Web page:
Selling a Business: Prioritizing Buyers
One of the questions we get from business brokers – and from business owners that we are advising – is how do we rank potential buyers when we are engaged to sell a business.
There are probably as many ways of prioritizing buyers as there are professional business brokers and M&A advisors but I recently read an article by Ken Collins, a New York-based advisor, that I thought captured the essence of the best methods. Ken and I corresponded and he graciously agreed to me posting his article.
Most of Ken’s advice is geared toward lower Middle Market companies – those with revenues of between $5 million and $50 million – but the concepts can be used by professional business brokers and advisors working with smaller transactions, as well. Even brokers and business owners working in the Main Street market – companies with revenues of less than $1 million – can benefit from his comments.
Ken has been in the investment banking and M&A business for more than 20 years and if you’re a professional business broker or advisor – or want to become one – his insight into ranking potential buyers of the businesses you’re representing should prove quite useful and is reprinted here.
Among the most challenging aspects of selling a business is identifying the best pool of potential buyers. You want a range of buyer prospects – but you must also be careful of sharing proprietary company information with more people than necessary. The solution lies in the caliber of the target list rather than in sheer numbers.
I find it very helpful to classify prospective buyers as A, B or C – that is, the very best prospects from a strategic and financial point of view; those we believe are likely to express interest; and the remaining prospects that for one reason or another may have an interest. In my experience, the successful buyer comes from the A or B list almost 90 percent of the time. The C list is there to be sure we don’t ignore the outliers.
I try to discourage clients from going down a one-lane road with a single prospect who may be their main competitor or someone who has approached them directly in the past. Taking that route to its logical conclusion ultimately puts the seller in the position of facing a “yes-or-no” decision: should I sell my company to this buyer on these terms or not? Better by far to set the stage for an “either-or” decision after you and your advisor have attracted offers from several buyers whose bids afford you meaningful negotiating leverage.
Strategic buyers will normally head the list of prospective buyers. They are the operating companies that provide similar products or services and are often competitors, suppliers or customers of your firm. They may also be looking to expand into your market and diversify their revenue sources. Their goal is to acquire companies whose products or services can be integrated into their existing operations to produce cost savings and potentially to increase sales and/or pricing leverage.
To identify those benefits, or “synergies,” strategic buyers need to dig deep into the client’s business to analyze the value drivers: which products and services are sold to their existing customers; is there customer overlap; are there manufacturing and distribution economies of scale; back-office savings; intellectual property; etc. Strategic buyers plan to own the business indefinitely and integrate it into existing operations.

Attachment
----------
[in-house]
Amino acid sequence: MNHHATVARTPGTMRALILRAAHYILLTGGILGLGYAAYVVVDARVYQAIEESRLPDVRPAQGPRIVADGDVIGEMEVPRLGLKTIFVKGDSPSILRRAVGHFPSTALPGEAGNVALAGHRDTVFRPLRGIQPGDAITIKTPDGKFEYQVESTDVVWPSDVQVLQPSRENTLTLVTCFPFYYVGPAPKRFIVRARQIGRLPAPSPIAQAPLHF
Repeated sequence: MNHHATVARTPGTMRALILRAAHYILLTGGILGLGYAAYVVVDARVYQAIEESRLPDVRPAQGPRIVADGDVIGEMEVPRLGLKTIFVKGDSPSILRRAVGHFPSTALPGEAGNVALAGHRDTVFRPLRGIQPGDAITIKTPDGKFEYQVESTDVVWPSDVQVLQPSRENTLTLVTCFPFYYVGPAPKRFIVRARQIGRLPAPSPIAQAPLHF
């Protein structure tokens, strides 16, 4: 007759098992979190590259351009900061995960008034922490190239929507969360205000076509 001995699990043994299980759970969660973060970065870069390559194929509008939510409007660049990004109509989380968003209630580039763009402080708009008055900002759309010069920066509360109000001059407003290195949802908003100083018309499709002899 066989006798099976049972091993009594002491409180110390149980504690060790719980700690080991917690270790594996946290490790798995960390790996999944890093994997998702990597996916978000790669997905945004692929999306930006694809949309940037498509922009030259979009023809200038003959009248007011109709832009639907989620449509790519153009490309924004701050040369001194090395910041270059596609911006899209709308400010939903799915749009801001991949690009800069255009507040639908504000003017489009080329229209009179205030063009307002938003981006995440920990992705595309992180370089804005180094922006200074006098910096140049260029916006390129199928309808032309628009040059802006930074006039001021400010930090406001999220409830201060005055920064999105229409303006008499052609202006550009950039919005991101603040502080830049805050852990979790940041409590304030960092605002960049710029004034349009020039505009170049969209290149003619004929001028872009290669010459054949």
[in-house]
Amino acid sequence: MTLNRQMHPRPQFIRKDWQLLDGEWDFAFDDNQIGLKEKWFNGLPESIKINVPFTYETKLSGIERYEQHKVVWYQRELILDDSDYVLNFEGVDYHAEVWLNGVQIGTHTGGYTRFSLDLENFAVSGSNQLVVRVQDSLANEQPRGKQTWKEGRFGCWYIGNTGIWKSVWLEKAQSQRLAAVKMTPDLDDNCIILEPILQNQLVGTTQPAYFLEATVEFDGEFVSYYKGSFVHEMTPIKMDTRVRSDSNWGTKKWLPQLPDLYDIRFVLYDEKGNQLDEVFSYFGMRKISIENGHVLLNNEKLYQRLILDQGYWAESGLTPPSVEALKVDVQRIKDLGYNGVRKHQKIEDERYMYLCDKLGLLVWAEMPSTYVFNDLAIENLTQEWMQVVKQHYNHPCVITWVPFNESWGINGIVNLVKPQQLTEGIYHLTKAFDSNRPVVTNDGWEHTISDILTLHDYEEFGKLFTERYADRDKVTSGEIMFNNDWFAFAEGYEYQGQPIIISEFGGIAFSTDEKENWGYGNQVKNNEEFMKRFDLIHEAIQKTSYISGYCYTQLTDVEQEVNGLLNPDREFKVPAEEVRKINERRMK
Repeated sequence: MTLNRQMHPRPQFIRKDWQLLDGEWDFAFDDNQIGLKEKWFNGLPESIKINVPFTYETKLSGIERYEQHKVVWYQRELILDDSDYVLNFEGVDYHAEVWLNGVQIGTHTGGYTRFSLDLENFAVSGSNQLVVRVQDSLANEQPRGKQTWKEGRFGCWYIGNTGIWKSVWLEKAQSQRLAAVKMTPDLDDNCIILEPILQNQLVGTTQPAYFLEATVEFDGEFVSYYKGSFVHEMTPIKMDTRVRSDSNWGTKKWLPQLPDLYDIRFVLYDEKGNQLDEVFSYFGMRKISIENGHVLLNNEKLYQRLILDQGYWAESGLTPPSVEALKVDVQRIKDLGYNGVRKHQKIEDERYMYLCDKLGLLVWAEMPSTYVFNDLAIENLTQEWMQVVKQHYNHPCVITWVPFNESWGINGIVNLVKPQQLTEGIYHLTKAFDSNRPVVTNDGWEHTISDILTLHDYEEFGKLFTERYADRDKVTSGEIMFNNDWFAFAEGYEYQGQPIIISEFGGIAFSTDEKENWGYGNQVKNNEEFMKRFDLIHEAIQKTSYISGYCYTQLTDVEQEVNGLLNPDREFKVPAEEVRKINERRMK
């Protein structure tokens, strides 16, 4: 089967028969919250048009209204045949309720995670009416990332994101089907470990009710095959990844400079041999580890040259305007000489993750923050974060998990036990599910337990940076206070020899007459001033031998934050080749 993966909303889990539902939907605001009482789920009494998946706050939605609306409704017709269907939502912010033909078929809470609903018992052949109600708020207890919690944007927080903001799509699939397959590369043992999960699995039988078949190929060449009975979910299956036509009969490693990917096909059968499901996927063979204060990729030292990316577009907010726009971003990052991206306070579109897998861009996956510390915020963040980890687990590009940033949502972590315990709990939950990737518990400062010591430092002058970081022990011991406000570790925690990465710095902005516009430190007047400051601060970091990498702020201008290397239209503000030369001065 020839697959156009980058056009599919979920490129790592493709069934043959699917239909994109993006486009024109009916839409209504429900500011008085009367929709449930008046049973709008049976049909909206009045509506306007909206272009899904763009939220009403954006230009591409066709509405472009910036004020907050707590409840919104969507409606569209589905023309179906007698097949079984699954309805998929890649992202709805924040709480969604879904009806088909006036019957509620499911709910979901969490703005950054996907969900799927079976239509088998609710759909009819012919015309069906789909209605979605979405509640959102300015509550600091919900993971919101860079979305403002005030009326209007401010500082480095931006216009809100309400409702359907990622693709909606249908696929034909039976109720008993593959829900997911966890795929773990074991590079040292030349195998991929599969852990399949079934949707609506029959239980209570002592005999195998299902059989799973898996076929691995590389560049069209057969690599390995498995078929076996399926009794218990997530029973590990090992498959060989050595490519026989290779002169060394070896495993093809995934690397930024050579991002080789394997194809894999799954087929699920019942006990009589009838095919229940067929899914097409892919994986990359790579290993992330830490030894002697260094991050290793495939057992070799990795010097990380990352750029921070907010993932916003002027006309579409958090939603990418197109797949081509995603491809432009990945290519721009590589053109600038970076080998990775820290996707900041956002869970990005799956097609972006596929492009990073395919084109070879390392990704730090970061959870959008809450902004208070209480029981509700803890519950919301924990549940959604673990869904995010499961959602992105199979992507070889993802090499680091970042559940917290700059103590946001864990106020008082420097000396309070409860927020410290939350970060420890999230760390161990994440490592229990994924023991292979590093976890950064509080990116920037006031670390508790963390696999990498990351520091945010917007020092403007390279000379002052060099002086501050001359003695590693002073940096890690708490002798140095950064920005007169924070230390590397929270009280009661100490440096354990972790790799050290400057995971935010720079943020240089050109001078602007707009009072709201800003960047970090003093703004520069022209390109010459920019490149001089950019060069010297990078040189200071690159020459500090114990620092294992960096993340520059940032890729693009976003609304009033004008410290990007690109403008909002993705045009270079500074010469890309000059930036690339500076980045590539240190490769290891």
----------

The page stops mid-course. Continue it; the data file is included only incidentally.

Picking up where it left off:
Financial buyers should also be included on the target list – private equity firms, venture capital firms, hedge funds, family investment offices and private investors. These firms are in the business of making investments in companies and realizing a return on their investment. They’re looking for companies with attractive growth opportunities, competitive advantages, growing markets and strong management. Financial buyers plan to realize a return on their investment within a few years through a sale or IPO.
A good M&A advisor will help you develop a broad yet targeted list of prospective buyers that will ultimately invite bids and enable you to maximize your negotiating leverage, pitting buyers against one another to produce the best price and the best terms. Once you have selected the buyer and signed an LOI, your advisor will work with all parties to ensure a seamless due diligence process, working with you and your attorney to finalize the purchase agreement and close the transaction.
Ken Collins is managing partner of Kenneth B. Collins & Associates and can be reached at Ke*@KB*****.com. This article first appeared in Long Island Business News and is reprinted with the author’s permission.
Knowing how to prioritize potential buyers is one of the most important aspects of business brokering. It allows you to focus on the group in which you are most likely to find your buyer, thus saving you time during the vetting process and, hopefully, reducing the time it will take to close the deal. Using some variation of Ken’s method – and sharing that method with your client – will go a long way to instilling and supporting confidence in your client that you are the pro they need on their team.
The Bottom Line
There are a lot of tire-kickers out there that will waste a lot of your time and energy. Why not focus on the group of potential buyers that is most likely to contain the one that will ultimately do the deal?
If you have any questions, comments or feedback on this topic – or any topic related to business – I want to hear from you. Put them in the Comments box below. Start the conversation and I’ll get back to you with answers or my own comments. If I get enough on one topic, I’ll address them in a future post or podcast.
I’ll be back with you again next Monday. In the meantime, I hope you have a profitable week!
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